Theatre Review: Fatal Attraction – Lust And Loss, Or Stripped-Down Seduction

April 19, 2018



Fatal Attraction / Directed by Paula Bangles / Pieter Torien’s Montecasino Theatre, Fourways, Johannesburg                           7


A stage version of the Michael Douglas and Glenn Close screen thriller of the same name that long ago became a byword for any relationship in which matters took a turn for the unpredictable and violent (including anything in which the term “bunny-boiler” was used), Fatal Attraction, on paper, looks like an idea past its time. Until, that is, you consider that the film was released in 1987, meaning that, for a sizeable part of the audience for the play, this is a first exposure to the story.

Also, the way this production is staged changes the flow of the story considerably. Everything happens in a square central space dominated by a two-level white dais, with narrow corridors on three sides the only concessions to physically depicting characters as being in different geographical spaces. There’s also a sense of the action (as opposed to the script) being I, which is an odd term to use in relation to movement and scene changes, but which best describes the no-frills jumps from one setting and physical or emotional connection to the next.

This means that the characters – Dan Gallagher (Ashley Dowds), Beth Gallagher (Jenny Stead), Alex Forrest (Jazzara Jaslyn), Jimmy (Alex Tops) and Joan Rogerson (Jo da Silva) – are never very far apart, and are often still moving past each other as the next scene, in which they do not feature, begins. It’s a set-up that requires buy-in from the audience, and it’s easy to invest in in that way, particularly because it means the piece is slicker and more sophisticated than a number of older plays in which blackouts require the actors to rush around before materialising in different places, rather than maintaining this sort of fluidity.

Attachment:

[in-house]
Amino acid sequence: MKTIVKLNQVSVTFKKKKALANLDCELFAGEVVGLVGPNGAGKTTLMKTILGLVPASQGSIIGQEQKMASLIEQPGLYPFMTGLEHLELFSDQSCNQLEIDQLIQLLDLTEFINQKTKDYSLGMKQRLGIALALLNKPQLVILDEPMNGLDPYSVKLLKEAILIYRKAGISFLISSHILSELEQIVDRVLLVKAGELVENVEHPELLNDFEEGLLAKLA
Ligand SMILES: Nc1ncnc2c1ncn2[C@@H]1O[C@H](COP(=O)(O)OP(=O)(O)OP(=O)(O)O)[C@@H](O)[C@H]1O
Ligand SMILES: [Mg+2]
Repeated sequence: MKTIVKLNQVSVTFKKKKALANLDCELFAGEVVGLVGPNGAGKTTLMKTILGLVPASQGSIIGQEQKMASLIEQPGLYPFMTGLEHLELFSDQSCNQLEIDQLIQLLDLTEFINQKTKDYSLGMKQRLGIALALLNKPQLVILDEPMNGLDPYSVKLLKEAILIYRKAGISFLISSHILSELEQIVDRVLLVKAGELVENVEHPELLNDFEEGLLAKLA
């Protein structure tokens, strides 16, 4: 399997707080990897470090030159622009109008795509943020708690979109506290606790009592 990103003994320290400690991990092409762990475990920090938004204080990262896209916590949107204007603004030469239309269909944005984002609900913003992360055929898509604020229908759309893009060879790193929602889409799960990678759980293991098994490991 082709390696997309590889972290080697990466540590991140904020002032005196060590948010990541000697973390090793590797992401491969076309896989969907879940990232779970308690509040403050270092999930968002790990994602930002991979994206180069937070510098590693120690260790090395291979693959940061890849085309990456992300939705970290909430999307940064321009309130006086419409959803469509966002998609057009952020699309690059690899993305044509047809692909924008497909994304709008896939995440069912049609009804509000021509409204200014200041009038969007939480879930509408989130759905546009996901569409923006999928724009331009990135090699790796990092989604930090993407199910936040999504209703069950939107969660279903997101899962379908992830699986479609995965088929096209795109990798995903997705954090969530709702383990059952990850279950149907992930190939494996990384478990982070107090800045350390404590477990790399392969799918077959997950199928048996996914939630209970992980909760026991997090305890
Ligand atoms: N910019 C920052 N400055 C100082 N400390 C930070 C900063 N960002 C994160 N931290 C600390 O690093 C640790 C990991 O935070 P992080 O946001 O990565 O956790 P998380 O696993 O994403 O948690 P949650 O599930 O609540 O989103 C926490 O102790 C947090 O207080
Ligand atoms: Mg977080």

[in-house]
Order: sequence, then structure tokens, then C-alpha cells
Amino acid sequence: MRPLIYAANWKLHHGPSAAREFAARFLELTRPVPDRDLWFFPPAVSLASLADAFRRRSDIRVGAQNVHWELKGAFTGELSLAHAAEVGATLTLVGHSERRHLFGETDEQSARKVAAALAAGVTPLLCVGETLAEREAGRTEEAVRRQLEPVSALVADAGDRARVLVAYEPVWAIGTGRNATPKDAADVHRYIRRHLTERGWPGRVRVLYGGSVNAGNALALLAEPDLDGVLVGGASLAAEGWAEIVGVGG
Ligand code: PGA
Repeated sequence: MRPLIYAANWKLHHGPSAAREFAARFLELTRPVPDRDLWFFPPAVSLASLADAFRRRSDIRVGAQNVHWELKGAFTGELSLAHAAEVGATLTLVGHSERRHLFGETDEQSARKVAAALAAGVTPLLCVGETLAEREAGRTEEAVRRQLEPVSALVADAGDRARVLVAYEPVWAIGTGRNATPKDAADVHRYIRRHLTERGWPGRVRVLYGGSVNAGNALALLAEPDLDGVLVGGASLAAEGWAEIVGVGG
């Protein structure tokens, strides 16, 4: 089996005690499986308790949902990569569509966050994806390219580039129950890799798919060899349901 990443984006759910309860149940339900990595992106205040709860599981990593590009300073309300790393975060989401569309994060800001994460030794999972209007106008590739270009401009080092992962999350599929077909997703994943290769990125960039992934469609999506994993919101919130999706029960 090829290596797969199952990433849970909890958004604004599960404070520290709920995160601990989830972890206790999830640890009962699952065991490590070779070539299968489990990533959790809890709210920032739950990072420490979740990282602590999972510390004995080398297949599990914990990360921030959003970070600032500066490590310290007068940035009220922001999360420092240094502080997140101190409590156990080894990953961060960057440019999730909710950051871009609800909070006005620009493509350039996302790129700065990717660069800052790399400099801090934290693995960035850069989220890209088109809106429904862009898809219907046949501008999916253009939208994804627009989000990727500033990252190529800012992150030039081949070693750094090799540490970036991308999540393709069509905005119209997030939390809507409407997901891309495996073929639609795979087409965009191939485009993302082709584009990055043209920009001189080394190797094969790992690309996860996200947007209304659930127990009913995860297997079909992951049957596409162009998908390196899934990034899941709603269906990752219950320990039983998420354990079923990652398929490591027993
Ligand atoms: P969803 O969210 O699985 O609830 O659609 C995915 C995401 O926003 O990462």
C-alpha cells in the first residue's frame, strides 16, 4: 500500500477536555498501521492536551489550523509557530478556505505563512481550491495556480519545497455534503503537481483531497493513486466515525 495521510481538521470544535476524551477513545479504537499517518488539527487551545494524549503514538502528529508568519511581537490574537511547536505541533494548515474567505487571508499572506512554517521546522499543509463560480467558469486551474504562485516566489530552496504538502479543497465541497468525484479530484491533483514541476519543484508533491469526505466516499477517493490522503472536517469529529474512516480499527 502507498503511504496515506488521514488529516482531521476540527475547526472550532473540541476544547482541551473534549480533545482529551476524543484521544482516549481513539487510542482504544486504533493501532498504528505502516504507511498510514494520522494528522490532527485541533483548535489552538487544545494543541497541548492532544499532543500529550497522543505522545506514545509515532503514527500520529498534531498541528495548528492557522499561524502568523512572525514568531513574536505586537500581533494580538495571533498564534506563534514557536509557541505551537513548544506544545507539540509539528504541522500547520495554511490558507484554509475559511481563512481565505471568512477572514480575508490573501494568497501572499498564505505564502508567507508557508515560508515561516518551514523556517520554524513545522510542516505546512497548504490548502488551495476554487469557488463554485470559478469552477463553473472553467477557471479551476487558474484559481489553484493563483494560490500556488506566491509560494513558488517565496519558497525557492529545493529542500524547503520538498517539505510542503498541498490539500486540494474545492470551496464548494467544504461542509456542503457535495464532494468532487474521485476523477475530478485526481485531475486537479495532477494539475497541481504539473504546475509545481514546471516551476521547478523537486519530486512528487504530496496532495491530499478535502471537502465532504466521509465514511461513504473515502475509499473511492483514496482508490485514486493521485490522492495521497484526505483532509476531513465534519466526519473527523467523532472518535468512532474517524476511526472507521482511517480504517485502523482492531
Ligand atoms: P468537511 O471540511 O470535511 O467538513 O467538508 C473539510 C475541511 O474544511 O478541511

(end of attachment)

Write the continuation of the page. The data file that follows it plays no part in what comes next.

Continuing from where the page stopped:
One aspect of this starkness is that the absence of physical space is in some ways reflected by a restriction on the conceptual room the actors are allowed to develop their characters. Again, though, expectations are confounded, as this has the effect, not of making the characters one-dimensional or boring, but of making them more sympathetic than you’d expect, given the thrust of the story.

Dan is a lawyer who, while not a sleazeball, is hardly a moral beacon. His wife Beth is focusing the bulk of her energy on being the best mother possible, which involves, among other things, overseeing a move out of the city centre in which the family currently lives to a home with more space and a better support system (in the person of her mother Joan). Jimmy is Dan’s best friend, a sweet enough guy, but recently divorced and not an ideal role model in relationship terms. And Alex is the outsider, an attractive woman who approaches Dan at a nightclub and ends up becoming entangled in every level of his formerly relatively simple life.

None of them are entirely likeable, but the script for the play (adapted by James Dearden from the film’s screenplay) makes them far less archetypal than they are in the film. Dan is not a victim and his handling of the situation is poor, but some of the consequences of his actions seem unnecessary. Alex is unstable, but she also has a number of completely reasonable perspectives. Beth is not absent or hostile; she is temporarily preoccupied with an aspect of her and Dan’s marriage that requires – for a season – closer attention than he is giving it. All of these blurred lines allow the focus to remain on the theme of the play: adultery and the complexity of the inevitable fallout, which is far more interesting than a simple scary incident, both during and after the performance, when the topic lingers naggingly for anyone who made an effort to engage with the piece.

Given the effects of the design and the aforementioned editing, the cast are not really given the platform on which to really spread their wings dramatically. Tops certainly has the most fun as the irresponsible and irrepressible Jimmy, and Dowds, who is on stage for the duration of the play, is a convincing pivot for everyone else to respond to, as well as for the developing plot. Stead is straight and solid as the relatively sensible Beth (as is Da Silva as her mom) and Jaslyn handles the growing edginess and apparent psychosis of Alex with aplomb.

There is plenty of style here and, though it is not as superficially obvious, a good deal of substance as well.